Travellers from Spain and Serbia will still have to self-isolate if they travel to Scotland, the devolved government in Edinburgh said on Wednesday, despite a previous UK government lifting of restrictions.
London last week cancelled coronavirus quarantine for travellers coming to the UK from 59 countries and territories, including Spain and other major European travel destinations, but not the United States.
But Scotland complained that it was not properly consulted during the decision-making process.
The devolved administrations in Scotland, Wales and Northern Ireland can each adopt their own health regulations, while England follows those announced by the UK government in London.
Scotland’s First Minister Nicolas Sturgeon said Spain’s infection rates were still too high to make travel safe.
“I know how many people from Scotland enjoy travelling to Spain and I know how much we love welcoming Spanish tourists,” she told reporters.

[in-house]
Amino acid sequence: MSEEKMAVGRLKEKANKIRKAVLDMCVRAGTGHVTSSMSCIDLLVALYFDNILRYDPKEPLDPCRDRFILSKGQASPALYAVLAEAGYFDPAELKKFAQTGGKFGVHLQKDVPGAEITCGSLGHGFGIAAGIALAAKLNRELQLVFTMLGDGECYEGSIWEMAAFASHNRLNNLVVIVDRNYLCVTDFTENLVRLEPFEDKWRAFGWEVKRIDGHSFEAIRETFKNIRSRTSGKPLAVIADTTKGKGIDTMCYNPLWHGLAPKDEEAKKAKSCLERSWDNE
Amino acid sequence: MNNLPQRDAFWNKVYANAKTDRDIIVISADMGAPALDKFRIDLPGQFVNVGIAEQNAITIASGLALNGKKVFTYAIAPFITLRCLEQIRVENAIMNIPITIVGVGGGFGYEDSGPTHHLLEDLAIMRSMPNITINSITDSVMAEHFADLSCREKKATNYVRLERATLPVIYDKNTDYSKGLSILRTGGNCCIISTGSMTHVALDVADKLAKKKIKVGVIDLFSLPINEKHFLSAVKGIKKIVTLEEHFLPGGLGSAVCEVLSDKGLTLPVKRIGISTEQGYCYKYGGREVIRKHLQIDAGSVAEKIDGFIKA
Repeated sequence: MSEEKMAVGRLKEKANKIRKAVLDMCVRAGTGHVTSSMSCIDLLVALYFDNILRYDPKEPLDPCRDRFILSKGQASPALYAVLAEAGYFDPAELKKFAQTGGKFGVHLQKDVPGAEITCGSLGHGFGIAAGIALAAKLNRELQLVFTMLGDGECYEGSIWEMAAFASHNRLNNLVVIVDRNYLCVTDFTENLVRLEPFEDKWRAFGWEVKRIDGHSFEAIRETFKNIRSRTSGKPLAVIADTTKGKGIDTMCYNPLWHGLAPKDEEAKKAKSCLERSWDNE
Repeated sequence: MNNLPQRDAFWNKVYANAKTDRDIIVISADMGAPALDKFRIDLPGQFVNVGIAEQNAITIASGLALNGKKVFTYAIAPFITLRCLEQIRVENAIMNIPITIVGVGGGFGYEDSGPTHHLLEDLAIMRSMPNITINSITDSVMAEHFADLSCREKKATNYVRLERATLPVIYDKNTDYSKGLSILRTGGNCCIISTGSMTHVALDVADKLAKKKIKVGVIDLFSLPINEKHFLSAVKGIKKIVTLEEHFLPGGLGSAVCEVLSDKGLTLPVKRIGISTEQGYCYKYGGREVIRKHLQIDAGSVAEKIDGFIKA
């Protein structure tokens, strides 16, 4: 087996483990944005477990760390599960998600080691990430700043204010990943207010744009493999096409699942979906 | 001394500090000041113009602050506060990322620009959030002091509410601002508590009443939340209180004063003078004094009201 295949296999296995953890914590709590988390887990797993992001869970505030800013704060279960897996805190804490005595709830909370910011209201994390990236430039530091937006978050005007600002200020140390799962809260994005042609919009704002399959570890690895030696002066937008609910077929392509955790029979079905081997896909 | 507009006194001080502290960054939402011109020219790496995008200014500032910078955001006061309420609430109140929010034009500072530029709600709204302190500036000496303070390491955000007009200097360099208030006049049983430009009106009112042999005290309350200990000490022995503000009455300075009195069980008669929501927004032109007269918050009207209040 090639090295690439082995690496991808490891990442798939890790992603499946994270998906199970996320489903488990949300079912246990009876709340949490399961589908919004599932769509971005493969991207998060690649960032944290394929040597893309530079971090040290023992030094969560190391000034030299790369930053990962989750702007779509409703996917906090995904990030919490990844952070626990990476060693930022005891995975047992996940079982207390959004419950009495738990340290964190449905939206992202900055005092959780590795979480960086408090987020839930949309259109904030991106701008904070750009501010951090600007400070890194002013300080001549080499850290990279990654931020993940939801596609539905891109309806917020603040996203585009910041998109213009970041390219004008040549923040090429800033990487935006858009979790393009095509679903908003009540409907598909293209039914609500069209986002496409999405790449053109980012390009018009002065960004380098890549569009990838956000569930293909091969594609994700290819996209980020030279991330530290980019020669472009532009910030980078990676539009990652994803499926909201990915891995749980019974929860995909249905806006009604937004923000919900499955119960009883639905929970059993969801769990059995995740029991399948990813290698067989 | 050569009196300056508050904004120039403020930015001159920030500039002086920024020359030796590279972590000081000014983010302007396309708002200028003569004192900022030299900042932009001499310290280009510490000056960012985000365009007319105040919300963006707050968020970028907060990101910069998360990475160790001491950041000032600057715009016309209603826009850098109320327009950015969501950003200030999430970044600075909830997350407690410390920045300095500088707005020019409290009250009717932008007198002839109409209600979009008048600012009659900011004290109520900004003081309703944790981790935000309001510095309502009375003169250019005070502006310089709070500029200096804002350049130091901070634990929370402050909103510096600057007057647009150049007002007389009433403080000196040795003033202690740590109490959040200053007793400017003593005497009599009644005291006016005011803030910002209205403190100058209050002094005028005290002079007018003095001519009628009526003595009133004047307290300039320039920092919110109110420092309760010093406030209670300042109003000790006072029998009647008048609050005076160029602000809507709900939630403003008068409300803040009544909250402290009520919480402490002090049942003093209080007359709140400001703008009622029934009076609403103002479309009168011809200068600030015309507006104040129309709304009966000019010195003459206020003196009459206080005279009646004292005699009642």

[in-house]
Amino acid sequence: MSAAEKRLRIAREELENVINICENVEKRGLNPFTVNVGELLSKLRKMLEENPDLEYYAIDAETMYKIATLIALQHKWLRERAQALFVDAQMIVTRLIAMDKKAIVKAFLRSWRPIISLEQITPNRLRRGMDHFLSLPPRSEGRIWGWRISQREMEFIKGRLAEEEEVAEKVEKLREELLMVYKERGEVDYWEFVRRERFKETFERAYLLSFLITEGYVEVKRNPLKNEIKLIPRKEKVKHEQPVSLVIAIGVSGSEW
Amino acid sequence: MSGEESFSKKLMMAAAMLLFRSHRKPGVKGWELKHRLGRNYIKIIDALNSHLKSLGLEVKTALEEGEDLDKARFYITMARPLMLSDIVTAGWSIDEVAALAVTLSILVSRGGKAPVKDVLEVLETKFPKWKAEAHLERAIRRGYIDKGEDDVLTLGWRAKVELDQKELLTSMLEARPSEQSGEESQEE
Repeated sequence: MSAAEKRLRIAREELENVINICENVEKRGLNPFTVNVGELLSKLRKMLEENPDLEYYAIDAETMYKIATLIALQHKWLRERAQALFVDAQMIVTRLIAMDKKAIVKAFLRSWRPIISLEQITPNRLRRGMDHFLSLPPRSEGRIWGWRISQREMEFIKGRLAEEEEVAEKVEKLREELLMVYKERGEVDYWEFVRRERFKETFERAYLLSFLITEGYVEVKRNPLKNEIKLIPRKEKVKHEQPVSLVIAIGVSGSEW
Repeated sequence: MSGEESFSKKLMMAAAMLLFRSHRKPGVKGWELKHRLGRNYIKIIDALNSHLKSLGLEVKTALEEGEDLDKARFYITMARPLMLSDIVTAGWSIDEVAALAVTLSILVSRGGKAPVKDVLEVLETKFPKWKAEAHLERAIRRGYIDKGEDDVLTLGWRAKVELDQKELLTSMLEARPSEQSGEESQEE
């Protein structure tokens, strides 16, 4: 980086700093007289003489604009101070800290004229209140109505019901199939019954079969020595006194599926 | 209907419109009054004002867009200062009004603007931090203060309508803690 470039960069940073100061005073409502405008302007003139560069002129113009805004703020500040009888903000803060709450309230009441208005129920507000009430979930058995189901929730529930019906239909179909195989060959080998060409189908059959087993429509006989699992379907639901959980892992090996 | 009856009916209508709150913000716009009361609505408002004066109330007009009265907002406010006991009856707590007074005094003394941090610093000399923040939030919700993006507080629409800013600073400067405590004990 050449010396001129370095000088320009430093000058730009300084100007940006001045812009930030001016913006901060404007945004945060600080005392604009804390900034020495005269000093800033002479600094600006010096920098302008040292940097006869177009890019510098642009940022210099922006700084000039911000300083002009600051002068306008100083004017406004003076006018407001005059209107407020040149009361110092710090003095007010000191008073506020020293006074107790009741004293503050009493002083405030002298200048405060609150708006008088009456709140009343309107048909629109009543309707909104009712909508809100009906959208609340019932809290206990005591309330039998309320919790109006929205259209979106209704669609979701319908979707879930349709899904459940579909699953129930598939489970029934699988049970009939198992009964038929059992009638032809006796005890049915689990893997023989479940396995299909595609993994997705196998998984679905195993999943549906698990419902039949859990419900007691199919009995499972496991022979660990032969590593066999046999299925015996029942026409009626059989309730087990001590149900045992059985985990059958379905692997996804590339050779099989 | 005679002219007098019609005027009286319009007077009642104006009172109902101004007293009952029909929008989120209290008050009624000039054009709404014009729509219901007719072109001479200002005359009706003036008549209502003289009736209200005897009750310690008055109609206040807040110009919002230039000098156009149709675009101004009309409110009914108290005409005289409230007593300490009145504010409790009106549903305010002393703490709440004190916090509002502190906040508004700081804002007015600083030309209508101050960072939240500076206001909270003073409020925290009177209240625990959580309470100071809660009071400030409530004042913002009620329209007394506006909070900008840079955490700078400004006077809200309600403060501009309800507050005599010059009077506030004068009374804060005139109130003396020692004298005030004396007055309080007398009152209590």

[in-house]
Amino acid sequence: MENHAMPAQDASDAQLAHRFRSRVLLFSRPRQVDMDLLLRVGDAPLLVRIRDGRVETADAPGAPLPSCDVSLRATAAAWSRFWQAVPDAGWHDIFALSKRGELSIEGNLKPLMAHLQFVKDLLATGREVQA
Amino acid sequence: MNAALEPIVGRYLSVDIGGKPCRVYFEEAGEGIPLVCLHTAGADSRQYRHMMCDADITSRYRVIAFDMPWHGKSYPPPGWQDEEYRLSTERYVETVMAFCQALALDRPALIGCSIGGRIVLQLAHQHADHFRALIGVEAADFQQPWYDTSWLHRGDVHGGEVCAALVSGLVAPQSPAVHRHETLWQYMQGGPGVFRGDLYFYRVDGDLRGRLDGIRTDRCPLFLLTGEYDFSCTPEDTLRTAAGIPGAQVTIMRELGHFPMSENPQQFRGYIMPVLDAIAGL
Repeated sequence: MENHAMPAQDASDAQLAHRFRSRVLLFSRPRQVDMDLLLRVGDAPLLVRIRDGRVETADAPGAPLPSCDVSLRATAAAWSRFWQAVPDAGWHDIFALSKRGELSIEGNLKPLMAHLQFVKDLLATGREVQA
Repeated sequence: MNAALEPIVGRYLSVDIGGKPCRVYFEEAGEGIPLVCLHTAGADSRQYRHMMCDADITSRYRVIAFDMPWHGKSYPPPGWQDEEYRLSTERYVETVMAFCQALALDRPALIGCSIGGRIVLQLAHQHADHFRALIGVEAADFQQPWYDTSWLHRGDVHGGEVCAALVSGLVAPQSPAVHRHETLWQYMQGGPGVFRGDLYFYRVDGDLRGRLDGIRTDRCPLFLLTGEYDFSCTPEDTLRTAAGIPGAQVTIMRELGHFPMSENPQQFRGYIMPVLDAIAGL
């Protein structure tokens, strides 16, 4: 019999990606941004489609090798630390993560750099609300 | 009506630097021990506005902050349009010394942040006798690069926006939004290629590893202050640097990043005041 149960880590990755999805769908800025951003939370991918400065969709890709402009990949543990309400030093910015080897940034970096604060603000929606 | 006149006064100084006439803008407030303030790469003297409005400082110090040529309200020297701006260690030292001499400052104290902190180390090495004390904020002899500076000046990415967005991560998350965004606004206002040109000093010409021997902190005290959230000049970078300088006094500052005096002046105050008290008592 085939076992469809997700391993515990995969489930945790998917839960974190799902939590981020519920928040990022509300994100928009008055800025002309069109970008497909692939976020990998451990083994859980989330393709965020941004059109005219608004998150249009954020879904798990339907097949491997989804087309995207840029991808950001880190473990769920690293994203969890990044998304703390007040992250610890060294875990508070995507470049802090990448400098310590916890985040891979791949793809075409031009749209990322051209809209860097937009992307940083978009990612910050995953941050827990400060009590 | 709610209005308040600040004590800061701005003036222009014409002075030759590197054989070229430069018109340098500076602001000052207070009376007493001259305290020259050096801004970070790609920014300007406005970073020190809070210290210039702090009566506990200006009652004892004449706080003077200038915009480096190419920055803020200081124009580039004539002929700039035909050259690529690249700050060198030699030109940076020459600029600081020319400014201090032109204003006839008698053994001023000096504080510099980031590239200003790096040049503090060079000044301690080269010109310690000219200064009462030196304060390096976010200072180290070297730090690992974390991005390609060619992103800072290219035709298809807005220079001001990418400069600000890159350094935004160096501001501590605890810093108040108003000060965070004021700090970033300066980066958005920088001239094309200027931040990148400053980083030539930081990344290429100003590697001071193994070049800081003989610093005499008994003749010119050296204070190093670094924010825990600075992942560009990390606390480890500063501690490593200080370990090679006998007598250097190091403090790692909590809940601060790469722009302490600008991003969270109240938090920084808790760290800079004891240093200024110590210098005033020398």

“My hope is these restrictions can be relaxed soon, and possibly very soon.”
Serbia’s capital Belgrade was hit by violent protests on Tuesday over a weekend curfew that followed an infections spike.
Sturgeon insisted there would be no “way around” the restrictions, warning that Scottish officials had the travel details of those entering English airports.
Sturgeon, who has repeatedly angered London by adopting more stringent measures during the outbreak, said the virus was less prevalent in Scotland than other parts of the UK.
“This is relevant to the decisions that we take in relation to quarantine,” she said.
Sturgeon’s Scottish National Party (SNP) has been pushing UK Prime Minister Boris Johnson to approve a new independence referendum for England’s northern neighbour.
Johnson has steadfastly refused but polls show independence sentiments rising in the wake of the UK’s split from the European Union, which most Scottish voters opposed.
A survey conducted for The Sunday Times last weekend indicated Sturgeon’s handling of the coronavirus crisis helped push Scottish approval of independence up to 54 percent.
In the 2014 referendum on independence, 45 percent voted in favour against 55 percent who wanted to keep the three-centuries-old union.